Can we not see parallels between the judgement that IPL critics dish out and the guilty-mercy complex that emanates from Section 66 A?
In today’s real-time, where mass media has reached its natural end-state wherein we broadcast our lives through Twitter rather than live them, it seems almost sacrilegious to write of anything but IPL and its extended externalities.
Consequently, there is a small pleasure in being able to identify both the vitriol public response to the recent IPL ‘fixing’ scandals and that foul demon, Section 66 A, as classic characteristics of a system that restricts true freedom and has just a hint of totalitarianism thrown in. 'Symptoms’ that cannot be allowed to spread.
The backlash to the arrests of Sreesanth, the emergence of the nefarious bookie (does anybody else think of cookie when this word comes up?)-escort nexus and the crowning of the ‘Cover-up Super Kings’ have unsettled that particular ethnic substance of our society—habits.
The labryinth of habits
The natural order of things, both online and offline, relies on a vague network of informal rules that tells us how we are to relate to one another; how we are supposed to apply a certain set of rules to each other; to what extent these are to be taken seriously and so on.
We knew that when we were young, we were supposed to address our friends’ parents as ‘aunty’ and ‘uncle’ for instance. Or that you take off your shoes when you enter a house. Or a more Brahminic example – one must drink water from a cup without sipping from it. We also realise that certain offers of help/money, even though offered vigorously, are meant to be turned down, as taking up the offer is a violation of a societal norm.
The IPL has systematically broken down this set of habits—for the most part, as it is not immediately clear on how one is supposed to react to the spot-match-bookie-escort-fixing scandal. This is, of course, not for a want of people telling us how one should relate to it. TV channels would have us believe that a billion people feel cheated; others tell us that ‘ambitions debt has been paid’; some feel that the ‘upwardly mobile’ middle class is responsible for it; a few would have us believe that the IPL is a snapshot of today’s corrupt society and so on.
The whole matter is a curiously grey area – are we to feel shame? Are we responsible for it? How are we to tread from here? Are we to boycott future IPL games? Most importantly, do we not see similarities in this breakdown of the normative habit system elsewhere? Traces of it can clearly be seen in the warpath that Section 66 A has left on the Internet.
With the introduction of Section 66 A, the complex and unwritten rules that sustain our social edifice has slowly started to break down. We can no longer tell what specific legal regulations we can afford to ignore and which we cannot. Is ‘liking’ a PUCL activist’s status message a crime? What about letting your little brother log into your Twitter account and post something nasty about the BCCI or N. Srinivasan?
A number of the so-called ‘totalitarian’ regimes of the past have exploited this breakdown of social habits to their advantage. One of the strategies of such regimes was to have laws of the land framed in such a way that, if taken literally, everyone would be guilty of something or the other. The Government could, at that point, turn around and appear to be merciful by not fully enforcing this law.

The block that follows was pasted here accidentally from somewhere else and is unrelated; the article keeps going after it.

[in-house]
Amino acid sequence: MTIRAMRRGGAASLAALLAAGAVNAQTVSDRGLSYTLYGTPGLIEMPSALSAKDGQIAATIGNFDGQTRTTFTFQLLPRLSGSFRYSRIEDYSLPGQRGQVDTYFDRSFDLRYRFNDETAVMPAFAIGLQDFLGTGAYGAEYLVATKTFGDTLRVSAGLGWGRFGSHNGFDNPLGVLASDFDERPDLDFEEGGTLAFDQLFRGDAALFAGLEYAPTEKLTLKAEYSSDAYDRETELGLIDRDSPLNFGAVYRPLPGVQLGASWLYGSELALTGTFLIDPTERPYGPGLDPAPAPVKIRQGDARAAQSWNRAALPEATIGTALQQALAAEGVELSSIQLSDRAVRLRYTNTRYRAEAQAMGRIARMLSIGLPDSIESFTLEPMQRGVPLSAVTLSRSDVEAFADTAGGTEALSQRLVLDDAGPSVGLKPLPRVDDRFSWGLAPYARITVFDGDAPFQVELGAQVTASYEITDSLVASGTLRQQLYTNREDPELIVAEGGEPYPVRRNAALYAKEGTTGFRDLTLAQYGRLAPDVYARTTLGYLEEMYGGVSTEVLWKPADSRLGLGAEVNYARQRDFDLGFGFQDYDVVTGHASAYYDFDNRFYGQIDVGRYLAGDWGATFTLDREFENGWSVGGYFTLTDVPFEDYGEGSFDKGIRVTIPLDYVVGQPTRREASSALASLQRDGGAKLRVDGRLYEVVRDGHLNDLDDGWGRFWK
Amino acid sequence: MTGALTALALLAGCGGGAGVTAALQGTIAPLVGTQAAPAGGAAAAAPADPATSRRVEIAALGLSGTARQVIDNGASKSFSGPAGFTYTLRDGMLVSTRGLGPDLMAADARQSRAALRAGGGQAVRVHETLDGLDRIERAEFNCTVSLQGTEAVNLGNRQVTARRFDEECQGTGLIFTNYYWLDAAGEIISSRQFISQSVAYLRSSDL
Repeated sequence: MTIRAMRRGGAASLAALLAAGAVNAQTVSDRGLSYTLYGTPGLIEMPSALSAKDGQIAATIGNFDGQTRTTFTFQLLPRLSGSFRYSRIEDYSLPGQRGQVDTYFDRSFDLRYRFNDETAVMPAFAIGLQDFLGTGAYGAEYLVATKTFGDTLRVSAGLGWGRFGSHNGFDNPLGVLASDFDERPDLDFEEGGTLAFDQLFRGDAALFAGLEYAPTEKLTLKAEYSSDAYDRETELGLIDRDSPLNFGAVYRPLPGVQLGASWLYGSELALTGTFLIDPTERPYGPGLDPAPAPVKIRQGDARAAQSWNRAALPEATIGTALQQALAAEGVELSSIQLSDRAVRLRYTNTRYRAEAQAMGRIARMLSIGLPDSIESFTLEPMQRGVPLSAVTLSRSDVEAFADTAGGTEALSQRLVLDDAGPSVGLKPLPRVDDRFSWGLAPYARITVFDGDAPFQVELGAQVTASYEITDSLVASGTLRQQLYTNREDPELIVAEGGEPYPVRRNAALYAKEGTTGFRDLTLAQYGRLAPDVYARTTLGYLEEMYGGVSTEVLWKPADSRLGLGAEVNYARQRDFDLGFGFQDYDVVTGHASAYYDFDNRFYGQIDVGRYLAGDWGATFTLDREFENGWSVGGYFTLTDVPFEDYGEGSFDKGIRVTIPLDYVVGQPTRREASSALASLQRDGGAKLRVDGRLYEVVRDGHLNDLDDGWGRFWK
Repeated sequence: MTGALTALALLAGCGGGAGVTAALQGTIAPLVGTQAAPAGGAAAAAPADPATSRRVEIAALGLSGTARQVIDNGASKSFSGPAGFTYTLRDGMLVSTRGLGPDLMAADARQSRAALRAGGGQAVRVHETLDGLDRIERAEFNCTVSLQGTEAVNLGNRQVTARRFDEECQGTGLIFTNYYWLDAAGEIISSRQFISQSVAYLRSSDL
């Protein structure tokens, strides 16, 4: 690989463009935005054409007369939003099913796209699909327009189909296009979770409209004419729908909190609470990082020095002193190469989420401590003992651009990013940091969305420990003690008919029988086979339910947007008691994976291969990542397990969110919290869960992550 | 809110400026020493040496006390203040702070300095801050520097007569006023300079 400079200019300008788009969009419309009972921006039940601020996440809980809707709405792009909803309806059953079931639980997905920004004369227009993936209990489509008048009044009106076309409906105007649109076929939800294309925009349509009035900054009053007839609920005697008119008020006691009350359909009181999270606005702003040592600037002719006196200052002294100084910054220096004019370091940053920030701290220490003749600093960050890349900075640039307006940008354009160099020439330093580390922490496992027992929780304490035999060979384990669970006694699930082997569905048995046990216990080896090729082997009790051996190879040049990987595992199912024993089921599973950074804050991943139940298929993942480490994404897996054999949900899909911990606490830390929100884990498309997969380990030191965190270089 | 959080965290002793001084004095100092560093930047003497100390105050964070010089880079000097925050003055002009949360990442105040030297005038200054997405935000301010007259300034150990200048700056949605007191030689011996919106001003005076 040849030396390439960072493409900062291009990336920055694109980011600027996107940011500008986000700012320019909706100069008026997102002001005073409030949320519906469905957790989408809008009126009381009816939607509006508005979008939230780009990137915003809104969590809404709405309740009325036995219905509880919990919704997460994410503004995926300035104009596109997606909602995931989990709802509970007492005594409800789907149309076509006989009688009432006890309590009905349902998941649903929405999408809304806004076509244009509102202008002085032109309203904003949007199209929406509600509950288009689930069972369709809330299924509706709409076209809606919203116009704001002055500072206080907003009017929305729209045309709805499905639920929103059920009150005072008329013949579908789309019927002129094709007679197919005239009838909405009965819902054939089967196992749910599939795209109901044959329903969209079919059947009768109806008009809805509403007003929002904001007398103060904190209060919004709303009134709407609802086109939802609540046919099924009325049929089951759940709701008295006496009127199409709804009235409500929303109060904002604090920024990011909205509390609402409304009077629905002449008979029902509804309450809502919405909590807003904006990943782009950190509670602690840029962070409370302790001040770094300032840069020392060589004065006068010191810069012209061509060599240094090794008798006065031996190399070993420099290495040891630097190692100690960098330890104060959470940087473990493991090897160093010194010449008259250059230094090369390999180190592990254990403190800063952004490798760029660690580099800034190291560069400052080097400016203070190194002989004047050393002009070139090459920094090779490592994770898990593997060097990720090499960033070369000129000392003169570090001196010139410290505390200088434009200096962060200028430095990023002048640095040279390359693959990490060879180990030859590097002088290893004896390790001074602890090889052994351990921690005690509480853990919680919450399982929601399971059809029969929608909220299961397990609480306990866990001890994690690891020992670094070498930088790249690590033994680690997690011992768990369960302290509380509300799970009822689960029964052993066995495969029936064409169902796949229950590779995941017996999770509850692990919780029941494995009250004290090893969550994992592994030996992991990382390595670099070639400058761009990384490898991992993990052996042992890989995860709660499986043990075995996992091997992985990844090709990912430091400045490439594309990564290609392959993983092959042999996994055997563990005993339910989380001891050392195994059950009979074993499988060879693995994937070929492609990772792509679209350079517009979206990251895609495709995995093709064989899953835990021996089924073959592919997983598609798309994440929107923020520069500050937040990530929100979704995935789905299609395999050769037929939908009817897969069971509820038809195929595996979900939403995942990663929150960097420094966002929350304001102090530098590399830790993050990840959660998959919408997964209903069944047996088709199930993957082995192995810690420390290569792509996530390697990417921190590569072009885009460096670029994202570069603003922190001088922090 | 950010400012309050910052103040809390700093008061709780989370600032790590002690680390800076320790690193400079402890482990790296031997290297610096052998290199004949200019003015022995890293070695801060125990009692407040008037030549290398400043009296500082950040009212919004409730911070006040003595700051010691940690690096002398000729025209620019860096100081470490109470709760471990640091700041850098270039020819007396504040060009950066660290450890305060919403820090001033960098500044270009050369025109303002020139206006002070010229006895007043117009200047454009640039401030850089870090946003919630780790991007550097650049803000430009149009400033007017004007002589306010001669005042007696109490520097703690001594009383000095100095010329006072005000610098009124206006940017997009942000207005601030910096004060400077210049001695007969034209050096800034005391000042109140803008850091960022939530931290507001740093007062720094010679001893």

Something like: “You know, we’re really being nice by not charging you with this..”. But at the same time, making sure it hangs over everyone’s head, much like a guillotine: “Do not think you have full freedom, at any moment I can enforce this law.”
Does Section 66 A not appear to fall under this category—it has made into a crime any text that is of ‘grossly offensive, menacing or false character’ or sending any electronic message for ‘the purpose of annoyance or inconvenience? The second definition, by the way, which appears to be very self-relating. The very fact that the Government is charging you with Section 66 A, does it not in itself mean that the message you sent ‘was annoying or one of inconvenience’?
This confluence of total guiltiness (whatever you are doing is possibly a crime) and mercy (the fact the regime in question lets you live your life in peace not because you are innocent, but because the Government has decided to be lenient) shows that truly Section 66 A is an act of mercy, and is all the more dangerous for it.
The wave of criticism following the IPL scandals is the same—on one hand the public is accused of engaging in sleazy entertainment notwithstanding the costs that are incurred. “Watch, watch you filthy beasts…God knows how you view this as entertaining!,” screams one faction, condemning us guilty. The other faction extends the hand of mercy—“do not tolerate this anymore, let us return to the exalted sport of gentleman cricket,” they tell us.
The viewer/reader is morally-shamed into a state of malleability— a problem that has consequences as grave as the victims of Section 66 A.
This guilty-mercy complex restricts true freedom, and is a result of the breakdown in social habits. When we can no longer navigate society through the system of informal rules, we will be forced to conform without thinking.
The Internet cheered a few weeks ago when the Supreme Court upheld the Centre’s directive that required police officers to get prior permission before using Section 66 A. That is not nearly enough, coatings of paint will never be enough. Immanuel Kant once called for the public use of reason, never has it been more important to use it in rejecting both Section 66 A and the detractors of the IPL—wholly and whole-heartedly.